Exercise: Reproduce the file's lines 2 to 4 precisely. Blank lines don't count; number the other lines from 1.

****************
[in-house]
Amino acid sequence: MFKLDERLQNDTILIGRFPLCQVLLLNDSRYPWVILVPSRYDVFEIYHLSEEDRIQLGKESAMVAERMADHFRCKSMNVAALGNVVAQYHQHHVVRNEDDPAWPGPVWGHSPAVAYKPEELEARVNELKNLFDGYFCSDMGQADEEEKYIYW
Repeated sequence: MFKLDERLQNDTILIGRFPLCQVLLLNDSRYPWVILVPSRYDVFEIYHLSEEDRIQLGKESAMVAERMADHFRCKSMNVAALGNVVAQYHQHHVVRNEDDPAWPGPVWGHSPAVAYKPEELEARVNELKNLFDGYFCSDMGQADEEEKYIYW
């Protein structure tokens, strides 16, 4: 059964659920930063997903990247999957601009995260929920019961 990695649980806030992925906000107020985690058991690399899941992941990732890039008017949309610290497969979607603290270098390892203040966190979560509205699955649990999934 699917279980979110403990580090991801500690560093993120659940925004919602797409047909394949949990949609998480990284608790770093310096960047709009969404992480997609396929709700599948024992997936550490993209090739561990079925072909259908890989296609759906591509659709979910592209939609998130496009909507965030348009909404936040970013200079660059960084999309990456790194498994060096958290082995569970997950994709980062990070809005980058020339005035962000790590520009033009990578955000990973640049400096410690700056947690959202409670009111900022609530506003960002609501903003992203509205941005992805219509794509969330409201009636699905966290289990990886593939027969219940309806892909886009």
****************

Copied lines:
Amino acid sequence: MFKLDERLQNDTILIGRFPLCQVLLLNDSRYPWVILVPSRYDVFEIYHLSEEDRIQLGKESAMVAERMADHFRCKSMNVAALGNVVAQYHQHHVVRNEDDPAWPGPVWGHSPAVAYKPEELEARVNELKNLFDGYFCSDMGQADEEEKYIYW
Repeated sequence: MFKLDERLQNDTILIGRFPLCQVLLLNDSRYPWVILVPSRYDVFEIYHLSEEDRIQLGKESAMVAERMADHFRCKSMNVAALGNVVAQYHQHHVVRNEDDPAWPGPVWGHSPAVAYKPEELEARVNELKNLFDGYFCSDMGQADEEEKYIYW
């Protein structure tokens, strides 16, 4: 059964659920930063997903990247999957601009995260929920019961 990695649980806030992925906000107020985690058991690399899941992941990732890039008017949309610290497969979607603290270098390892203040966190979560509205699955649990999934 699917279980979110403990580090991801500690560093993120659940925004919602797409047909394949949990949609998480990284608790770093310096960047709009969404992480997609396929709700599948024992997936550490993209090739561990079925072909259908890989296609759906591509659709979910592209939609998130496009909507965030348009909404936040970013200079660059960084999309990456790194498994060096958290082995569970997950994709980062990070809005980058020339005035962000790590520009033009990578955000990973640049400096410690700056947690959202409670009111900022609530506003960002609501903003992203509205941005992805219509794509969330409201009636699905966290289990990886593939027969219940309806892909886009």